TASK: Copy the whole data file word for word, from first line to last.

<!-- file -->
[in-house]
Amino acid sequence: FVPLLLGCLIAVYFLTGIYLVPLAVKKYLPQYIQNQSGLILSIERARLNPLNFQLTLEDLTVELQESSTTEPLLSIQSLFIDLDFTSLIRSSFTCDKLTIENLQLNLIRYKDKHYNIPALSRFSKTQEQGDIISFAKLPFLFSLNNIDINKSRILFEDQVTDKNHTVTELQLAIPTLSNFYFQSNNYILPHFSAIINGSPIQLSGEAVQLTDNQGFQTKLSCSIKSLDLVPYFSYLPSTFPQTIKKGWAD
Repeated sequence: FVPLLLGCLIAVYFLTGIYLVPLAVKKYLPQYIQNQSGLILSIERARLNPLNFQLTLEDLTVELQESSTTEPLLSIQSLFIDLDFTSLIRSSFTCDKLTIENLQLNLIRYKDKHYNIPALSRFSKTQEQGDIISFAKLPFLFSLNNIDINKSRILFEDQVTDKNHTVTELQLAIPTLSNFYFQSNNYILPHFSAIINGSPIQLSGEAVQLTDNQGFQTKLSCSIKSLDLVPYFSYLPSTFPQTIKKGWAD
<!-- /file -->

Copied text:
[in-house]
Amino acid sequence: FVPLLLGCLIAVYFLTGIYLVPLAVKKYLPQYIQNQSGLILSIERARLNPLNFQLTLEDLTVELQESSTTEPLLSIQSLFIDLDFTSLIRSSFTCDKLTIENLQLNLIRYKDKHYNIPALSRFSKTQEQGDIISFAKLPFLFSLNNIDINKSRILFEDQVTDKNHTVTELQLAIPTLSNFYFQSNNYILPHFSAIINGSPIQLSGEAVQLTDNQGFQTKLSCSIKSLDLVPYFSYLPSTFPQTIKKGWAD
Repeated sequence: FVPLLLGCLIAVYFLTGIYLVPLAVKKYLPQYIQNQSGLILSIERARLNPLNFQLTLEDLTVELQESSTTEPLLSIQSLFIDLDFTSLIRSSFTCDKLTIENLQLNLIRYKDKHYNIPALSRFSKTQEQGDIISFAKLPFLFSLNNIDINKSRILFEDQVTDKNHTVTELQLAIPTLSNFYFQSNNYILPHFSAIINGSPIQLSGEAVQLTDNQGFQTKLSCSIKSLDLVPYFSYLPSTFPQTIKKGWAD